Don't be reluctant to put on a rope if you think you may come off from more than a few feet above the ground - thirty or forty years from now your back, knees, ankles, and feet will thank you . . . 

If I were still active, I would see the situation in the following way: If you want nothing to do with ropes, then call your activity free-bouldering or just bouldering. (If you are a real purist and eschew pads as well, call it ultrafree-bouldering !). If you prefer top-ropes over pads, then admit you are rope-bouldering. Questions relating to the 'ethical' solutions of a particular problem can be somewhat clarified with this terminology. For instance, when I first climbed the Left Eliminator at Horsetooth in 1967 or thereabouts, it was the first rope-bouldering ascent. Later, I did the first free-bouldering ascent. In other instances climber A may do the first rope-bouldering ascent and climber B the first free-bouldering ascent. Thus, the distinction is there for those who want there to be one - for others it's immaterial.

However, I acknowledge the fact that most boulderers today  use only crash pads and feel that putting on a top-rope is unethical.  This actually opens the door to a separate specialty: a modern version of top-roping that can be quite challenging.

Buildering contrast

ere are two contrasting photos: a historical one of climbers at Cambridge in the mid 1930s (The Night Climbers of Cambridge by "Whipplesnaith" - N. H. Symington) climbing the ornate facade of an ancient campus building, and the other of me on the modern campus of Colorado State University at Pueblo in the mid 1990s, climbing a smooth cement rib with beveled edges.


hese are two instances, separated by about 60 years, in which the climbers of each era - according to the perspectives of those times - may be said to be engaging in "gymnastic climbing".

Rearick in 1958 1980 hand traverse
Lest you think all buildering in the 1950s was free climbing, here's a shot of a youthful Dave Rearick as he does a aid traverse on an old adobe wall in Arizona in 1958 (Courtesy B.Kamps) .  And, to the right, a shot of me doing a lengthy traverse on the campus of CSU at Pueblo in 1980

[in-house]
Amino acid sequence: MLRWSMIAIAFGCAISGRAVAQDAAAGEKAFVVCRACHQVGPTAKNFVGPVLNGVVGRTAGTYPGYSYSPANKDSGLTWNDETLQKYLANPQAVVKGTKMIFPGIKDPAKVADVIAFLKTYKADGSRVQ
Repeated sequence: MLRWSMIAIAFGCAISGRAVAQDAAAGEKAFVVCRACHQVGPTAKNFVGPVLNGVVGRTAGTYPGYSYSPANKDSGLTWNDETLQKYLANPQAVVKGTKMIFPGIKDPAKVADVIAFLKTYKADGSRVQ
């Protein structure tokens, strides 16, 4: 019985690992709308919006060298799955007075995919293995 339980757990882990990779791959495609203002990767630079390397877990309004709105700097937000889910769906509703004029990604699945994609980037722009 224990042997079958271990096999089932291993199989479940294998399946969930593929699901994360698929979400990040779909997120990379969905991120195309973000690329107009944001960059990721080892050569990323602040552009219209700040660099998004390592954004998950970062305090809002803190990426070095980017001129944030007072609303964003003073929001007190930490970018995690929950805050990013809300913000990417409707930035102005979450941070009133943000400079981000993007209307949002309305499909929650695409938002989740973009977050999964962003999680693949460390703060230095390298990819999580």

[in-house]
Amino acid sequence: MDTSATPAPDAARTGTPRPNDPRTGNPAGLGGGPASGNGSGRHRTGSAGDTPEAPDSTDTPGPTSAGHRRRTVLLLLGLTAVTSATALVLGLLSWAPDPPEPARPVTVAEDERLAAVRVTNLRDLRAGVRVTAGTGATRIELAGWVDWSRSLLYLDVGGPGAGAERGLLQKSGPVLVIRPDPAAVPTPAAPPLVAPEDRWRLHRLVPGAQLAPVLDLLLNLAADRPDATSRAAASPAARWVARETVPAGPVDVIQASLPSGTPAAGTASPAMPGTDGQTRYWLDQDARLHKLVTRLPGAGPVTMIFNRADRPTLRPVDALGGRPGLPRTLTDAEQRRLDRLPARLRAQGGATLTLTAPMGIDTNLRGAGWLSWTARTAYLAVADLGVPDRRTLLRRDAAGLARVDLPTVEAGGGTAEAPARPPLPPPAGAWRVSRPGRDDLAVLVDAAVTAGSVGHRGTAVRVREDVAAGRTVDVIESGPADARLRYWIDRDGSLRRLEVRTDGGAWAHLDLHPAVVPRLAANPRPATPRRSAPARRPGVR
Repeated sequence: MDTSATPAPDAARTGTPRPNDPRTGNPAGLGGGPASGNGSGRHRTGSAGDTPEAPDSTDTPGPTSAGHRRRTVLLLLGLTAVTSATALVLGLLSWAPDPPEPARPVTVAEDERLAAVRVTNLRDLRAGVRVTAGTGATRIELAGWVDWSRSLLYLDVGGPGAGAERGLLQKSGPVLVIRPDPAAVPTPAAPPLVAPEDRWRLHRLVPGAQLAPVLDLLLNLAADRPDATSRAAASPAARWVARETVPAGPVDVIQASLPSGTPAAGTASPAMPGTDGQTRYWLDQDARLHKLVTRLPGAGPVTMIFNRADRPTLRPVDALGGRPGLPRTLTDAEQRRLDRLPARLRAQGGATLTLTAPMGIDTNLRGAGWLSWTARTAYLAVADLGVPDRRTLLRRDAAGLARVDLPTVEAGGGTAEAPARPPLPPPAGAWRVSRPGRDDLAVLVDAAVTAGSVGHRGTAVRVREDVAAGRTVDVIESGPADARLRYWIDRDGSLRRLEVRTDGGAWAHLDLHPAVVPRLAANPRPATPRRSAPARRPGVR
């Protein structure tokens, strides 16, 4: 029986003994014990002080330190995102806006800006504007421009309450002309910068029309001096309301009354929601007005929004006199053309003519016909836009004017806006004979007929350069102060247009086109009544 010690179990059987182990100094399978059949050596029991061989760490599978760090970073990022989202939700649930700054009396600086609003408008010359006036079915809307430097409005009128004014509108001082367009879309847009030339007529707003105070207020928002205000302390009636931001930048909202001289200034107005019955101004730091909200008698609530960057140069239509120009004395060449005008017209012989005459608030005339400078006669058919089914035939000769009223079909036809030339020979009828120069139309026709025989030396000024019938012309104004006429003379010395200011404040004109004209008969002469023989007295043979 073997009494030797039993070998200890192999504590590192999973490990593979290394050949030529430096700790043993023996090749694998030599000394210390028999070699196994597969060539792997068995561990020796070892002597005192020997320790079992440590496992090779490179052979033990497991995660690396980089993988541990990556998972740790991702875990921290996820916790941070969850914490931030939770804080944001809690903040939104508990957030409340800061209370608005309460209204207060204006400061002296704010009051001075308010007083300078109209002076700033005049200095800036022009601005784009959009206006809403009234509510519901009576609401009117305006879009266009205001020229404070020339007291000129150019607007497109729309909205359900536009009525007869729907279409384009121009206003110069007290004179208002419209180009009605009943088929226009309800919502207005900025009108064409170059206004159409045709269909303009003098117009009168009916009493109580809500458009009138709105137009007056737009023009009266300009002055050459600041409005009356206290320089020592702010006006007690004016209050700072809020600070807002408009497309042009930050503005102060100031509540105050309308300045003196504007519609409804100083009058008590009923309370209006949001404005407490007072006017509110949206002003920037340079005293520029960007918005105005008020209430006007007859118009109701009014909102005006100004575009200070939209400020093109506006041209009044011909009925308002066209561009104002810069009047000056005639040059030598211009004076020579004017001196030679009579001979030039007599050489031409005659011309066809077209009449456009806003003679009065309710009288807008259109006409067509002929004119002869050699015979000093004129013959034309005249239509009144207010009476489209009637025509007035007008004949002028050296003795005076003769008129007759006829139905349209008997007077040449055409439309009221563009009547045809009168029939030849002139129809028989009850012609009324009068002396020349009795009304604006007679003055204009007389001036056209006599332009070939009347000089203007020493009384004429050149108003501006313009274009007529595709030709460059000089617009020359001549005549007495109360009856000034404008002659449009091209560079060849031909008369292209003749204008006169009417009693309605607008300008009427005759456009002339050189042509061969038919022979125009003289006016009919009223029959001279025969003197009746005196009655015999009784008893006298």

Wires, Chains, & Beer Bottles: the Precursors of Slacklining . . .

political cartoon
German Political Cartoon 1920s

Slacklining, walking across a nylon webbing or rope stretched between two supports, is a fairly recent off-shoot of rock climbing having its own aggregate of devotees. Currently, its most stimulating and challenging format is a line strung across an abyss, fastened to rock supports on either side. A safety cord, attached by carabiner, sliding along the line behind the walker, provides a thrilling form of security. Occasionally, bravado severely exceeds caution (and good sense) and the walker avoids hooking up. The origins of this sort of balancing act go far back in history to daredevils like Ivy Baldwin, who walked a tightwire, unprotected, across Eldorado Canyon near Boulder in 1907. Ivy carried a balancing pole (more appropriate for a tightwire), which slackliners avoid. Rope Dancers amused audiences during the age of Rome. . .

During the 1950s and 1960s, I would frequently take a 30 foot length of light chain with me when I toured the climbing campgrounds in the Black Hills and Tetons, suspending it between two trees a few feet off the ground, and diverting climbers from their stated goals to play a balancing game. Pat Ament walked chain in Colorado in the 1960s, as well. In Yosemite, a youthful Chuck Pratt delighted in lining up a row of empty beer bottles on a flat surface and gently creeping from one end to  the other. Over the passage of years it seemed inevitable that as fragmentation of the focal sport of rock climbing proceeded, there would appear a group whose central interest would evolve about what had been a form of practice, much as bouldering parted company from traditional rock climbing. Go to slackline.com to learn more about this exciting game, which had its modern origins about 17 years ago.